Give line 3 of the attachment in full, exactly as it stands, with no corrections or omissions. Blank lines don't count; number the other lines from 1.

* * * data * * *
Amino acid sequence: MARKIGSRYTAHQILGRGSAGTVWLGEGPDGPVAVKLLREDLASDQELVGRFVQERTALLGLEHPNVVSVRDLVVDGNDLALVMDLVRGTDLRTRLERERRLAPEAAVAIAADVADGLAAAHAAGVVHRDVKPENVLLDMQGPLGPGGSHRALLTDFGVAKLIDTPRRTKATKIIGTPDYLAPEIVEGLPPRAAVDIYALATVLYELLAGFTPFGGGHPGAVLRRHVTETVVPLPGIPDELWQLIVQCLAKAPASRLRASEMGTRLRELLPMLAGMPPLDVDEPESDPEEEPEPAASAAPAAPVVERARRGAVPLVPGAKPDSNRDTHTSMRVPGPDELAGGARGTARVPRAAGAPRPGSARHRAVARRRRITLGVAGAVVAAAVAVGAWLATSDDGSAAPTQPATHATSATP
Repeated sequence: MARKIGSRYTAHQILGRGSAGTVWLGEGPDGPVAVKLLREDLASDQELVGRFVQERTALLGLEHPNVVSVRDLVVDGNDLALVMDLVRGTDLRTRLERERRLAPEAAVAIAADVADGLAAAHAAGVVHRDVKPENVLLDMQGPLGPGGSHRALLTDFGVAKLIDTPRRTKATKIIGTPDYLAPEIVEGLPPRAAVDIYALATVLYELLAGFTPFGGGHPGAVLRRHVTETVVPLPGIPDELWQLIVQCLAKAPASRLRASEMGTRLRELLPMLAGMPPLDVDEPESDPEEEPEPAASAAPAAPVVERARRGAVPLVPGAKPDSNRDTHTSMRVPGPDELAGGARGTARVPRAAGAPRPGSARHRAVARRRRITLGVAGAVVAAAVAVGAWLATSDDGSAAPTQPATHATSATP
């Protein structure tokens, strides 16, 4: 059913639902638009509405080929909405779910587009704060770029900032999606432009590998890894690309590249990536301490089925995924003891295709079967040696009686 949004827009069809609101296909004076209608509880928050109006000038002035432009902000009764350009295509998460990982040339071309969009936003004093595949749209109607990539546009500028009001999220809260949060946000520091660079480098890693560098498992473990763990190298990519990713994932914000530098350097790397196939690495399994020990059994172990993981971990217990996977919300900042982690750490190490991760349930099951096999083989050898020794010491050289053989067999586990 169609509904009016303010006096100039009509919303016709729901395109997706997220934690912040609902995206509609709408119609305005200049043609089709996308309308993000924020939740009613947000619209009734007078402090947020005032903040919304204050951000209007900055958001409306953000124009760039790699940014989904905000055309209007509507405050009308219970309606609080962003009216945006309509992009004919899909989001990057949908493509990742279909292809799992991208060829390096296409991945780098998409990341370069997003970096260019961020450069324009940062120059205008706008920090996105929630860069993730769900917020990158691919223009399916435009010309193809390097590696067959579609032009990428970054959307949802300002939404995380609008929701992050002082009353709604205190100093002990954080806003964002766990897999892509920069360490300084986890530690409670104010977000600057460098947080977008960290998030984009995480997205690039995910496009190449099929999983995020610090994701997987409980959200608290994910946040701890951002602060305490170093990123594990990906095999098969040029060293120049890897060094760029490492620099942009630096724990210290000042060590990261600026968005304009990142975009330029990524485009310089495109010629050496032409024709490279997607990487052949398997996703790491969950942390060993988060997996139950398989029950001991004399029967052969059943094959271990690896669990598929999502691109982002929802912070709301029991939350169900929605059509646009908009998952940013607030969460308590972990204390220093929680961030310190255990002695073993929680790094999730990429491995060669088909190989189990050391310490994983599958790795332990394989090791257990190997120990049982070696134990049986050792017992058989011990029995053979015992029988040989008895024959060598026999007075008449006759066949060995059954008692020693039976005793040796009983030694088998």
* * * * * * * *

């Protein structure tokens, strides 16, 4: 059913639902638009509405080929909405779910587009704060770029900032999606432009590998890894690309590249990536301490089925995924003891295709079967040696009686 949004827009069809609101296909004076209608509880928050109006000038002035432009902000009764350009295509998460990982040339071309969009936003004093595949749209109607990539546009500028009001999220809260949060946000520091660079480098890693560098498992473990763990190298990519990713994932914000530098350097790397196939690495399994020990059994172990993981971990217990996977919300900042982690750490190490991760349930099951096999083989050898020794010491050289053989067999586990 169609509904009016303010006096100039009509919303016709729901395109997706997220934690912040609902995206509609709408119609305005200049043609089709996308309308993000924020939740009613947000619209009734007078402090947020005032903040919304204050951000209007900055958001409306953000124009760039790699940014989904905000055309209007509507405050009308219970309606609080962003009216945006309509992009004919899909989001990057949908493509990742279909292809799992991208060829390096296409991945780098998409990341370069997003970096260019961020450069324009940062120059205008706008920090996105929630860069993730769900917020990158691919223009399916435009010309193809390097590696067959579609032009990428970054959307949802300002939404995380609008929701992050002082009353709604205190100093002990954080806003964002766990897999892509920069360490300084986890530690409670104010977000600057460098947080977008960290998030984009995480997205690039995910496009190449099929999983995020610090994701997987409980959200608290994910946040701890951002602060305490170093990123594990990906095999098969040029060293120049890897060094760029490492620099942009630096724990210290000042060590990261600026968005304009990142975009330029990524485009310089495109010629050496032409024709490279997607990487052949398997996703790491969950942390060993988060997996139950398989029950001991004399029967052969059943094959271990690896669990598929999502691109982002929802912070709301029991939350169900929605059509646009908009998952940013607030969460308590972990204390220093929680961030310190255990002695073993929680790094999730990429491995060669088909190989189990050391310490994983599958790795332990394989090791257990190997120990049982070696134990049986050792017992058989011990029995053979015992029988040989008895024959060598026999007075008449006759066949060995059954008692020693039976005793040796009983030694088998």